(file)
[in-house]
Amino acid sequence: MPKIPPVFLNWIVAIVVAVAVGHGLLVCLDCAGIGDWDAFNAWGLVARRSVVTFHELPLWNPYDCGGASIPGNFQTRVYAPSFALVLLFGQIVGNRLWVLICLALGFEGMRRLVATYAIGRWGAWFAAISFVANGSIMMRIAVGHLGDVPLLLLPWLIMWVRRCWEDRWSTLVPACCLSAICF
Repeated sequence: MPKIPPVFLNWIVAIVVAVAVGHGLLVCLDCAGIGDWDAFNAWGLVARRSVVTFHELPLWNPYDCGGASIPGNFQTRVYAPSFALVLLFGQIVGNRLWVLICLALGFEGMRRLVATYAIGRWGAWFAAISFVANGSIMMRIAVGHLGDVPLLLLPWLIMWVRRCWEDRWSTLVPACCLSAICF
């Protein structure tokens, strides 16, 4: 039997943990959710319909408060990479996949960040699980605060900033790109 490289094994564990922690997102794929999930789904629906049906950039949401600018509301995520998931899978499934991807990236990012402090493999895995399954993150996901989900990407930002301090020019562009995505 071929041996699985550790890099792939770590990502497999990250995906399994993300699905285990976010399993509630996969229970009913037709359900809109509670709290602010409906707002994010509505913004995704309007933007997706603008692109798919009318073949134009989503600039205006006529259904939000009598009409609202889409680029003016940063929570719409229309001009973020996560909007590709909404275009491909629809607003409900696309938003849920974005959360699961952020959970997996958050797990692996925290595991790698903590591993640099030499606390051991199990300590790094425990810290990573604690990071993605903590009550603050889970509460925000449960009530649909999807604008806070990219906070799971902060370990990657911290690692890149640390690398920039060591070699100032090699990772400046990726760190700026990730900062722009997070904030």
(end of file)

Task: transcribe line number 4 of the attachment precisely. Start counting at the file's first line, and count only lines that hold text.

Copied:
């Protein structure tokens, strides 16, 4: 039997943990959710319909408060990479996949960040699980605060900033790109 490289094994564990922690997102794929999930789904629906049906950039949401600018509301995520998931899978499934991807990236990012402090493999895995399954993150996901989900990407930002301090020019562009995505 071929041996699985550790890099792939770590990502497999990250995906399994993300699905285990976010399993509630996969229970009913037709359900809109509670709290602010409906707002994010509505913004995704309007933007997706603008692109798919009318073949134009989503600039205006006529259904939000009598009409609202889409680029003016940063929570719409229309001009973020996560909007590709909404275009491909629809607003409900696309938003849920974005959360699961952020959970997996958050797990692996925290595991790698903590591993640099030499606390051991199990300590790094425990810290990573604690990071993605903590009550603050889970509460925000449960009530649909999807604008806070990219906070799971902060370990990657911290690692890149640390690398920039060591070699100032090699990772400046990726760190700026990730900062722009997070904030």